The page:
Archive for November, 2005

Anticipating Round 2: European Software Patents – a potential hindrance of ICT in education

Thursday, November 10th, 2005

A call for action on a common preemptive statement against possible European-wide software patents

Europe is going to witness its first ever European wide conference on Open Source for Education. Very exiting, a lot of delegates have signed up, and prepared papers and presentations on local actions and programmes. (

The conference has allocated some time for a session to discuss the issue of potential European software patents with the idea in mind of creating a statement by the European Open Source for Education community against possible European software patents as they were introduced in a directive on Computer Implemented Inventions.

In July 2005 the European Parliament rejected the proposed European software patent law (i.e. the directive on Computer Implemented Inventions) after years of ping-ponging between European institutions and fierce lobbying by both the pros and con sides. This directive sought to regulate the scope of patentability of software within the EU.

(If you are not familiar with the issue, seek information and points of argument at the following site:

No Software Patents!

Foundation for Free Information Infrastructure and )

The second round of this battle is anticipated.  However, little explicit and clear information exist on how and when. The European Open Source for Education community should therefore seize the opportunity and draft a preemptive position to be ready for the second round.

This topic is rarely mentioned with regards to the field of e-learning.  However, the ramifications of the European software patent directive as it was proposed are quite serious.  Therefore it is important that this issue be thoroughly discussed by those of us in the field so that we may present a common and unified position.

Your help is now needed to submit ideas to draft the statement. Here are some proposed arguments concerning how software patents could potentially harm the European e-learning field if passed:

First, the cost of applications could become higher because of the software patent system; the choice of available software could become limited, and costs of using underlying communication structures, operating systems and any software could increase.

Second, it could have a negative effect on "in-house" and/or open source development of educational applications. Many European Educational authorities (Ministries of Education, National Boards of education, school networks (, universities and small and medium size entreprieces (SME)) develop educational platforms and applications for educational use. Money spent on defending against software patent litigation would be better spent on development, education and training.

Third, the roll-out of educational FOSS in education could be jeopardised by the danger of software patents. (use the conference as a good example of positive development in the field).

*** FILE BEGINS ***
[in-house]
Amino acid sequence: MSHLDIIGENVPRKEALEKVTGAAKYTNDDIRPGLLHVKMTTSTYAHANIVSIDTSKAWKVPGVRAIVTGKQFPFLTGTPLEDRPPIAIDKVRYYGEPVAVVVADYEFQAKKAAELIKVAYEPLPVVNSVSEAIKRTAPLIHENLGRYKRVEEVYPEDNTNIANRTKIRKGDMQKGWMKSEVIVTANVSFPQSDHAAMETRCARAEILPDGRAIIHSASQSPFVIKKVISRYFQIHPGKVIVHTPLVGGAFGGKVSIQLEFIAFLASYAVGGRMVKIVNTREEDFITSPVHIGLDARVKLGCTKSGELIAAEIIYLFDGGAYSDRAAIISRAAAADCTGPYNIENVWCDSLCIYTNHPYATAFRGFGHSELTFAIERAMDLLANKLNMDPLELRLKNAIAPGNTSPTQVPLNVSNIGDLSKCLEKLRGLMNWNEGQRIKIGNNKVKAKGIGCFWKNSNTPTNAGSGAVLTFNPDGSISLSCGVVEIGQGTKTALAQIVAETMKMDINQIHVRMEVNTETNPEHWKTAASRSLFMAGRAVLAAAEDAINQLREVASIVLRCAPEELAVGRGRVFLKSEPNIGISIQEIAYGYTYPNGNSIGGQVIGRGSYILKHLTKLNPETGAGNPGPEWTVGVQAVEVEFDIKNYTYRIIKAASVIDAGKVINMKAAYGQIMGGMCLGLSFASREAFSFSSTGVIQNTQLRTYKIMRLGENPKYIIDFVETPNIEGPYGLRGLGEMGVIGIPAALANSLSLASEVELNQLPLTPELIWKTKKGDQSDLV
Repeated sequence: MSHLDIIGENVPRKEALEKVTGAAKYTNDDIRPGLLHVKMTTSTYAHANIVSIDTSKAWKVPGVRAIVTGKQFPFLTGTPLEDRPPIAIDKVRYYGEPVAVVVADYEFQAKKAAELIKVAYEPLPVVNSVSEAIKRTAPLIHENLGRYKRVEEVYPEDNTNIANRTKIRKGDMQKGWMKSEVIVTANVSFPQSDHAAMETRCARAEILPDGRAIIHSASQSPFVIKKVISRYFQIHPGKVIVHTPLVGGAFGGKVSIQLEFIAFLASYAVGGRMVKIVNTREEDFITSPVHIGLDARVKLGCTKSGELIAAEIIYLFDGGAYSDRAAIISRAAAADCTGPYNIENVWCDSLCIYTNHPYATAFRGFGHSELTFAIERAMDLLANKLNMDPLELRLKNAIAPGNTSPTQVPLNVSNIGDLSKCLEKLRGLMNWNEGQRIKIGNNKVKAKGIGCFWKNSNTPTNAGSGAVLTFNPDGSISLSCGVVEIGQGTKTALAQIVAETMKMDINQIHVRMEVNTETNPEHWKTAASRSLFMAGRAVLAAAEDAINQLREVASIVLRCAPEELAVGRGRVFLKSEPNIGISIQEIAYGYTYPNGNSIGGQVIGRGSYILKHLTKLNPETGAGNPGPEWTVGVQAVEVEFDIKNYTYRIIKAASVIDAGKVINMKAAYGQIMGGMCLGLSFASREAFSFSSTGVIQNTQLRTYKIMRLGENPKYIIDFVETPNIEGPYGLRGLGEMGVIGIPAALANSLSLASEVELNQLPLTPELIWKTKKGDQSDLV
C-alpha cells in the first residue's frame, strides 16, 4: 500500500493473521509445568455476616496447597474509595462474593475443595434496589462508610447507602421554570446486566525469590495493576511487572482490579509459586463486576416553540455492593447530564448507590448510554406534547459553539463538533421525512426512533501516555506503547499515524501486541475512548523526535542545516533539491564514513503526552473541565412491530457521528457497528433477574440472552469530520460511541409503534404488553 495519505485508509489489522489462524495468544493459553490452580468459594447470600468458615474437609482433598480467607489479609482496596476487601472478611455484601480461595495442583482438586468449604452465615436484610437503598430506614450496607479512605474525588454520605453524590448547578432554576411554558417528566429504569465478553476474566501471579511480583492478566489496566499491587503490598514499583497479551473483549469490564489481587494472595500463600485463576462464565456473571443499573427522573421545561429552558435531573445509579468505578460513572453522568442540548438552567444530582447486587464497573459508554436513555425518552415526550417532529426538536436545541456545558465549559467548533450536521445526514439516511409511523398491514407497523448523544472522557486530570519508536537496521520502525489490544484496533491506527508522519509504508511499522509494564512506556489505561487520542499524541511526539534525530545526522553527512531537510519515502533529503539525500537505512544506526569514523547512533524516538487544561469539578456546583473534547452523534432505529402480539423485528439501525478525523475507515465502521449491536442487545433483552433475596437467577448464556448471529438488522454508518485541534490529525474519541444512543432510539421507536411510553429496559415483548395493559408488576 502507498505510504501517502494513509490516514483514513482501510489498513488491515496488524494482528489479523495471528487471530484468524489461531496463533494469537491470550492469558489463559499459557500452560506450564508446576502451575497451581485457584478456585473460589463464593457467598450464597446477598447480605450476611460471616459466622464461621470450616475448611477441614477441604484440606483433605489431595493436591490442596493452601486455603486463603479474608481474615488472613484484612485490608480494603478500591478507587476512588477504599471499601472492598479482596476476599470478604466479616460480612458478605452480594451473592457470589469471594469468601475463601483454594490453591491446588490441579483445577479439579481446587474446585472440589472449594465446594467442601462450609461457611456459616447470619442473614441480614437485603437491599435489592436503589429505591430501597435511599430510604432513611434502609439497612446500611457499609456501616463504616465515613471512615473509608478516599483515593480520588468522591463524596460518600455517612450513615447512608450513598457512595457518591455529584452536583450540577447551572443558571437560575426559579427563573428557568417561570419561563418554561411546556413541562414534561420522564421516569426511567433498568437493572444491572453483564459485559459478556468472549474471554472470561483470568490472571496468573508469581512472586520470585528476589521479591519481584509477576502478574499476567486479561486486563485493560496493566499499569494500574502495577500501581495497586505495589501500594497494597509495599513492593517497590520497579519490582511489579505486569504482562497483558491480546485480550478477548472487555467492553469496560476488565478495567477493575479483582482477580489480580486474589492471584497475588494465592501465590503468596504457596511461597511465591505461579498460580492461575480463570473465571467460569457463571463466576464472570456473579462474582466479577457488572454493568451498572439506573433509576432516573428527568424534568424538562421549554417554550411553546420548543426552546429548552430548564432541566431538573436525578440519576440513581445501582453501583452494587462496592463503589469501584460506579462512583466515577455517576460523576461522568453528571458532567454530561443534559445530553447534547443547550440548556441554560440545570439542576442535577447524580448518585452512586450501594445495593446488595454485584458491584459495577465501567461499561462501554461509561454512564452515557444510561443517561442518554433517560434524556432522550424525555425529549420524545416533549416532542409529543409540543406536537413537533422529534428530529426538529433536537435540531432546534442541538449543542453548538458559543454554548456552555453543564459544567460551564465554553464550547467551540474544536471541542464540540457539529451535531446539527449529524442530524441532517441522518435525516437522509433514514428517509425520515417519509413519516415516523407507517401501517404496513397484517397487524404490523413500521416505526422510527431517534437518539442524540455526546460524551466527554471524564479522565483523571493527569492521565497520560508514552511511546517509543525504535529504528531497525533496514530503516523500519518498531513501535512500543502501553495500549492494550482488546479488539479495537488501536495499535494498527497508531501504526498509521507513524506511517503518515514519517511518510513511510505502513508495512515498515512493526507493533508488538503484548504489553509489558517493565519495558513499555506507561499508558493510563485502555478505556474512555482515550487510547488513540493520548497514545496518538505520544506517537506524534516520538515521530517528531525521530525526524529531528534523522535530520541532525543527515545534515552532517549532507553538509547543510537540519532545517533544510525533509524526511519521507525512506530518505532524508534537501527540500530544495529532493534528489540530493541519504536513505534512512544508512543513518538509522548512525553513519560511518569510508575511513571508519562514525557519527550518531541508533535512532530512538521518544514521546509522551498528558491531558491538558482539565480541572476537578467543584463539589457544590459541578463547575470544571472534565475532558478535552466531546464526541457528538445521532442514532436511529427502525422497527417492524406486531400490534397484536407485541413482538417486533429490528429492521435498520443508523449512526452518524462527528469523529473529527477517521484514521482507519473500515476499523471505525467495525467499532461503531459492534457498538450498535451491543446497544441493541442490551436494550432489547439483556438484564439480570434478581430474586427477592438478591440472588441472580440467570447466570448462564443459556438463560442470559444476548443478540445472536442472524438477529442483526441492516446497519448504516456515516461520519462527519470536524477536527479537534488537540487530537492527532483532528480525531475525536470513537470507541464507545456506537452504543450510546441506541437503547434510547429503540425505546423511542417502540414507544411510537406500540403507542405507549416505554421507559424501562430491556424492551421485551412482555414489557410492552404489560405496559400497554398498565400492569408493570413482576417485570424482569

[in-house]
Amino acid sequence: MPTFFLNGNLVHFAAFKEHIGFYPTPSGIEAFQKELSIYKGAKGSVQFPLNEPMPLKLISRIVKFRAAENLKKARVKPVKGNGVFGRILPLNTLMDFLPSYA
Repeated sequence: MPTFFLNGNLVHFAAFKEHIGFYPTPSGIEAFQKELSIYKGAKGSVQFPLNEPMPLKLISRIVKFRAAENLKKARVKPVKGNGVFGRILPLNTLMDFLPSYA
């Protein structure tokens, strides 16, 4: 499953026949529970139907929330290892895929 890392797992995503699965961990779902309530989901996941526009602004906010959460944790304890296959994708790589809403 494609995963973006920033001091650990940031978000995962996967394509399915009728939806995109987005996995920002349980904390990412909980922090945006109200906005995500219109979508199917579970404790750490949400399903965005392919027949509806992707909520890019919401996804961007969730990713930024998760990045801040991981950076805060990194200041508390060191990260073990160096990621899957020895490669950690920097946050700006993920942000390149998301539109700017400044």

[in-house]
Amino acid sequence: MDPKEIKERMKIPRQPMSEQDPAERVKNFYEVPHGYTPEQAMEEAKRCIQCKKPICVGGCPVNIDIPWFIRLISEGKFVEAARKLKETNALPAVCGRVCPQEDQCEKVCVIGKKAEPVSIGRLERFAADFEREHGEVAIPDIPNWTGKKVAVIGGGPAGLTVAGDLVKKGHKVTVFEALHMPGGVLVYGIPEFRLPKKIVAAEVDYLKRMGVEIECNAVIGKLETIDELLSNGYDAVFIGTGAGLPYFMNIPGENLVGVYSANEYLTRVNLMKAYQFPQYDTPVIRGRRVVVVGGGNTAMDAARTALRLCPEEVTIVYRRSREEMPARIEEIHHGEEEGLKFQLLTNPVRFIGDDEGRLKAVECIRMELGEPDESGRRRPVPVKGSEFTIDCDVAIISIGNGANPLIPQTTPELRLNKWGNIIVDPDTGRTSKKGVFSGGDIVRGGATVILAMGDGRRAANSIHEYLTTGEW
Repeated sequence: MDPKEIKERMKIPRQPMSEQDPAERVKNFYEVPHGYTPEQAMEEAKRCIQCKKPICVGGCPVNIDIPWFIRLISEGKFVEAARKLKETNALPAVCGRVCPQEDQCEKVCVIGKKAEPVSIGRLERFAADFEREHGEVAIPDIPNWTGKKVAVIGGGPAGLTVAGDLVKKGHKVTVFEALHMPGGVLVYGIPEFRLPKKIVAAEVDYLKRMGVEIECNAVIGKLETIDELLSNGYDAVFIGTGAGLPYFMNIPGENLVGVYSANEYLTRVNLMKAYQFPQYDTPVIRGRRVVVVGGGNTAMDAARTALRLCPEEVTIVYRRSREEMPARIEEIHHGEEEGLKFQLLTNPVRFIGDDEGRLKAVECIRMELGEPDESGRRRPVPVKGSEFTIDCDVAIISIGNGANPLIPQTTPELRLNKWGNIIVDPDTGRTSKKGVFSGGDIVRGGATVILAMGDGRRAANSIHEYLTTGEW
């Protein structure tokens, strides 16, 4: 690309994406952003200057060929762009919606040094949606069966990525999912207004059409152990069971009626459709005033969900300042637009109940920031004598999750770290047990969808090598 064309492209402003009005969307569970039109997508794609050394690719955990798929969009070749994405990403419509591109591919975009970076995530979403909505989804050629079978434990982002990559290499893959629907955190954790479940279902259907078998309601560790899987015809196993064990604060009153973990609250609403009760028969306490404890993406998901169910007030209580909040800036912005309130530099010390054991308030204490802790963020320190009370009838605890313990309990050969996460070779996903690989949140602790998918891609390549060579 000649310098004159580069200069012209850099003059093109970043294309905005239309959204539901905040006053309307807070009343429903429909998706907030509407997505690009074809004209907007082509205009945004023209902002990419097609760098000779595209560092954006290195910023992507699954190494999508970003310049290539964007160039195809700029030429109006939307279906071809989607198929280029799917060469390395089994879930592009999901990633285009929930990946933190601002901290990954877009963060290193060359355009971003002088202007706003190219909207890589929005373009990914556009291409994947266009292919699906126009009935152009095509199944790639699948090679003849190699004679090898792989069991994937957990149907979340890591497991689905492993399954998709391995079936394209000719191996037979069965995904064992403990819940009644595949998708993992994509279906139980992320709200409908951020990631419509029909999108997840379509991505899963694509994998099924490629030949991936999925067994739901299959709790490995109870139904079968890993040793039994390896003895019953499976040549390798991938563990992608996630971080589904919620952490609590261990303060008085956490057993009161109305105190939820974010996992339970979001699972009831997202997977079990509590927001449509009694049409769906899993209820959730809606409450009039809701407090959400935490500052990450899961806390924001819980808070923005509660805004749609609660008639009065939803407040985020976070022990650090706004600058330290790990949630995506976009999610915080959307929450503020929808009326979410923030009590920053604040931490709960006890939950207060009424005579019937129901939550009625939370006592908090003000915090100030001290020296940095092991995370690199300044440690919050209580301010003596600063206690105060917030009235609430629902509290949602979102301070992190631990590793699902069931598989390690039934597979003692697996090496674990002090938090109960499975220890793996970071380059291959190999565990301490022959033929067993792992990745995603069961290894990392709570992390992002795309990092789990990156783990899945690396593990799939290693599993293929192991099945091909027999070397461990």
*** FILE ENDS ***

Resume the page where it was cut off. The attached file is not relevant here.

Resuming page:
Questions and suggestions are welcome on the following issues. In addition, please include other issues that you would like to raise.

  • Should the statement against possible software patents only be about educational open source software or the whole field of e-learning?
  • Any more arguments that should be integrated into the document
  • Any exapmples in the field of education that we should use for making our case more clear
  • Who should receive this preemptive statement? (national and regional parliaments to create pressure on their governments to act against possible similar directives, European Parliament, European Commission, ..)?
  •  Should we say something like "we align ourselves with the European Parliament amendments of the previous directive" (maybe not), or with the FFII position, …any other?
  • Possibly urge the national parliaments to file a motion based on the work that the European Parliament already did (the 21 compromise amendments)?

We are planning to ask you sign this preemptive statement and distribute it around to all the relevant communities here in Europe and elsewhere. The statement will be hosted right here at Flosse Posse.

ImaNote 0.5 released

Wednesday, November 2nd, 2005

thumb helsinki 01 ImaNote 0.5 releasedSome months ago I wrote about Made – tool – a software under development in my team. Today we released the tool (v 0.5), but with a new name: ImaNote. It is not primary a “learning tool” but it is a “social software” and there are many ways to use it in learning, too. I am sure you’ll come up with many other ideas. Let us know.

Here are the basic facts about ImaNote:

ImaNote – Image and Map Annotation Notebook – is a web-based multi-user tool that allows you and your friends, to display online high-resolution images (e.g. maps) and add annotations and links in to them.

You simply mark an area on an image and write an annotation related to the point. You can also add a link to the annotation. You may use RSS to keep track of the annotations added to the image or make links on your own blog/web site/email that are pointing to the annotations on the image. The permalinks leads right to the points in the image.

ImaNote is Open Source and Free Software released under the GNU General Public Licence (GPL). ImaNote is a Zope product, written in Python. Zope and ImaNote run on almost all Operating Systems (GNU/Linux, MacOS X, *BSD, etc.) and Microsoft Windows.

Download, have a look of the screen shots or read more about it from the ImaNote project’s website.